In addition, Whitmer publicly criticized Smith for modifying prior revelations, an accusation which has since been validated and documented. After departing Mormonism, he later declared, “If you believe my testimony to the Book of Mormon; if you believe that God spake to us three witnesses by his own voice, then I tell you that in June, 1838, God spake to me again by his own voice from the heavens, and told me to separate myself from among the Latter-day Saints.”  Like Harris, he followed James Strang’s leadership after Joseph’s death, but never rejoined the Church. Determining which of David Whitmer’s many statements to believe, not just those the LDS Church finds convenient, can be quite challenging.
WHITMER’S ANTHON SCRIPT
Another episode illustrating David Whitmer’s special status as a witness to important events of the early church, as well as his proclivity to provide fascinating testimony, is related to the provenance of the Book of Mormon. David Whitmer claimed to possess the original script which Martin Harris carried to Professor Charles Anthon to confirm the veracity of Smith’s mysterious characters. The LDS Church confirms that David Whitmer “claimed that it was the same one Martin Harris showed to scholars in New York in early 1828.” However, the authenticity and source of the script, now owned by Community of Christ, are disputed by the LDS Church itself.
Based largely on the handwriting, the LDS Church suggests that the document was written by David’s brother, John Whitmer, while pointing out that he “did not meet [Smith] until 1829, more than a year after Harris’s journey to New York.” It reaffirms “The earliest John Whitmer could have produced this document was after he first met [Smith] in June 1829…” Other scholars, such as Brent Metcalfe, suggest the author was his other brother, Christian Whitmer.
In sharp contrast to Whitmer’s document, Anthon himself described the characters he saw as being arranged in vertical columns ending in a “rude delineation of a circle divided into various compartments, decked with various strange marks, and evidently copied after the Aztec calendar given by Humboldt…” This is not at all a confirmation of Joseph Smith’s translation, as modern members of the LDS church are often told.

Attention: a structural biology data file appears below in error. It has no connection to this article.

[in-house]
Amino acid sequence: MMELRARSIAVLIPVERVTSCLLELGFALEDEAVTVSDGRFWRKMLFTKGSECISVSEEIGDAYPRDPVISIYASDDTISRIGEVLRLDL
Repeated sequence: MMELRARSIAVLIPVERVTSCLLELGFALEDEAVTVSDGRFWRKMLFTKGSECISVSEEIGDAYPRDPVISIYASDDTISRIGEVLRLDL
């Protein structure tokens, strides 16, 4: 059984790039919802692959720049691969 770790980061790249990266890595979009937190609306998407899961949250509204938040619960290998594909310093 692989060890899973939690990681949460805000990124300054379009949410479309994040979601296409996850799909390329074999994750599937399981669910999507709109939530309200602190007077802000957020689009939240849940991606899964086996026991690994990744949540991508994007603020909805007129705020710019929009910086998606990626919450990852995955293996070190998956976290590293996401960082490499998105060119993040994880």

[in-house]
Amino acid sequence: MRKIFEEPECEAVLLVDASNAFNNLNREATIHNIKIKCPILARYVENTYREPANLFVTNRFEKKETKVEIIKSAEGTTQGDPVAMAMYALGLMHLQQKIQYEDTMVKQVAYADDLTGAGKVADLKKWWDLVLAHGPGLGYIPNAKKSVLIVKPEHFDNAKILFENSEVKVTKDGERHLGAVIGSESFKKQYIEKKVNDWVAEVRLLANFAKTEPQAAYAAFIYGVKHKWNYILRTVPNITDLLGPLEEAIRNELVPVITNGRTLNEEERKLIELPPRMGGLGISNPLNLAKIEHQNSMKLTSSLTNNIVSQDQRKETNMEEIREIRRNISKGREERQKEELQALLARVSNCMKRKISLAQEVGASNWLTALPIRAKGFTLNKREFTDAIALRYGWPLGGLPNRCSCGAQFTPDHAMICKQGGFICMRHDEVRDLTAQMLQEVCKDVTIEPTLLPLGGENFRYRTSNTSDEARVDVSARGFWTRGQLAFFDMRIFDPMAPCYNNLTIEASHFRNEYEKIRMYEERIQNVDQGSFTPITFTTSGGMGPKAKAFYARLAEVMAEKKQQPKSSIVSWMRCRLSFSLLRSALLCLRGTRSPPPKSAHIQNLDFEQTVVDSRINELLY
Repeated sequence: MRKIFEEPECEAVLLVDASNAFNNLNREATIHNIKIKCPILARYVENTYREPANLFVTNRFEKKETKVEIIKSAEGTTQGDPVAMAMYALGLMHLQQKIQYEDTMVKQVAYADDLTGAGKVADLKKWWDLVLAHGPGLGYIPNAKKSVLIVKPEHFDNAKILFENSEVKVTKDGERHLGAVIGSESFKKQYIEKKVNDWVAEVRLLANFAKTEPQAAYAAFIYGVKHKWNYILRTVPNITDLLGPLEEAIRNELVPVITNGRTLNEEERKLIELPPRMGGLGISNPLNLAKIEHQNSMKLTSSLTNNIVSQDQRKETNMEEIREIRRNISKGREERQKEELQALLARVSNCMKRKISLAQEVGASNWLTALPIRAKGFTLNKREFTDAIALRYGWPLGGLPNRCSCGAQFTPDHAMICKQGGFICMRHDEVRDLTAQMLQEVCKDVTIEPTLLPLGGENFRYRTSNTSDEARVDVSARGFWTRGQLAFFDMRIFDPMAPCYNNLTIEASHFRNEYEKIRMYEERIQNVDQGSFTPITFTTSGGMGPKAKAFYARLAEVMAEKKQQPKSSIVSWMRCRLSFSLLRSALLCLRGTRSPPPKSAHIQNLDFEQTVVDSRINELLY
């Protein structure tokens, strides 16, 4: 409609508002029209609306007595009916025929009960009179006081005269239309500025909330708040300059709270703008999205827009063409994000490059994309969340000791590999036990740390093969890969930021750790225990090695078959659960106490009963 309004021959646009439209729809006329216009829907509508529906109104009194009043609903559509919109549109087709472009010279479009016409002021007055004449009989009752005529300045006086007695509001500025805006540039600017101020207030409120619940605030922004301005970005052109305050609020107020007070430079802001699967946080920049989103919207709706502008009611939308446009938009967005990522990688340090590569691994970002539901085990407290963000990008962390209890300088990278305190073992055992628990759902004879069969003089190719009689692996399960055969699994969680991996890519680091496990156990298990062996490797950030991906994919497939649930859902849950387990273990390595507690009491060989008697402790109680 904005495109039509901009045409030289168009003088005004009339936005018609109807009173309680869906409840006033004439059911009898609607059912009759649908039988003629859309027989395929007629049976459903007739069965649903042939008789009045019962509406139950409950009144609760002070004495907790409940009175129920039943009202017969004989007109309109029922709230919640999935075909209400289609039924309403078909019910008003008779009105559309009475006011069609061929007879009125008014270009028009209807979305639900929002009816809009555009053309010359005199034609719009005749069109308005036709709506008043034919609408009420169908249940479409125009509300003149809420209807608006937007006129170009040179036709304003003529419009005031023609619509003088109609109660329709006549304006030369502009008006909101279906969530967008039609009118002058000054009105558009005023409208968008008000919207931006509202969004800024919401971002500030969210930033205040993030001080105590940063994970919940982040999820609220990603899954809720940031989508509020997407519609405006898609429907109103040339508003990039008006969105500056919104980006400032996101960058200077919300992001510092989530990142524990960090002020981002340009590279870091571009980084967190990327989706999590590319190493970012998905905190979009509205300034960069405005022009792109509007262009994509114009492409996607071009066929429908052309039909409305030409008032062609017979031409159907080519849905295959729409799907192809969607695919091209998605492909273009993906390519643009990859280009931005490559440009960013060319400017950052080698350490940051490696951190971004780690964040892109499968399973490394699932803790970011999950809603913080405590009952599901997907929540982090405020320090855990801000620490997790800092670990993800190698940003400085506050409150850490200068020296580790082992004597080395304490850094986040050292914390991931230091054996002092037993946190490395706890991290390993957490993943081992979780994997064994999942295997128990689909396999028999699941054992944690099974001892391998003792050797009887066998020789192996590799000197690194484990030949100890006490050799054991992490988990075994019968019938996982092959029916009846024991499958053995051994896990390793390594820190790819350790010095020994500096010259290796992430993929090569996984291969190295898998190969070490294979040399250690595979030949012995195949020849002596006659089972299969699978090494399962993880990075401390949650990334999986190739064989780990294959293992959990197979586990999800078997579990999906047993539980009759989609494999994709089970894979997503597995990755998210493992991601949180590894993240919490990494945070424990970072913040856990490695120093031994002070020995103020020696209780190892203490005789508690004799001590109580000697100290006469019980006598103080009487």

In any event, the characters are almost certainly not the actual ones Anthon viewed, which brings David Whitmer’s ability to sort fact from fiction into serious question. This suggests that the Whitmer family engaged in the production of a fraudulent religious document. Further, it makes it difficult to rely on other statements Whitmer made regarding the gold plates or things divine he so often witnessed.
Even the LDS Church has at various times taken advantage of David Whitmer’s propensity to provide impeachable testimony, affirming his stories whenever they suit the Church’s evolving narrative, but disavowing whenever his recollections contradict. Specifically, during the many years when the Church remained in denial about Smith’s rock-in-hat method of translation, and before it readily acknowledged that the rock was synonymous with the “Urim & Thummim,” prominent LDS scholars Joseph Fielding McConkie and Craig Ostler eloquently illustrated the duplicity: “In our judgment, Mr. Whitmer is not a reliable source on this matter. We are entirely respectful of and grateful for the testimony to which he appended his name as one of the three witnesses of the truthfulness of the Book of Mormon and its divine origin. That, however, does not make him a competent witness to the process of translation… Such an explanation is, in our judgment, simply fiction created for the purpose of demeaning Joseph Smith.”  Today, the LDS Church acknowledges the translation method of which Whitmer spoke..
- Joseph Smith Papers: Characters copied by John Whitmer, circa 1829-1831.
The final of the three witnesses is Oliver Cowdery, who served as scribe for 80% of the Book of Mormon. Cowdery was a third cousin to Lucy Smith, while Joseph Smith Sr. was a close friend of Cowdery’s father.
The relationship between Cowdery and Smith is made clear through a group in Vermont founded by Nathaniel Wood at the turn of the 19th century, known as the New Israelites, Wood Scrape group, even Fraternity of Rodsmen.  The sect used dowsing rods to seek buried treasure, claimed to be descendants of Israelites, and faced multiple accusations of counterfeiting. Joseph Smith Sr. and William Cowdery, Oliver’s father, were members.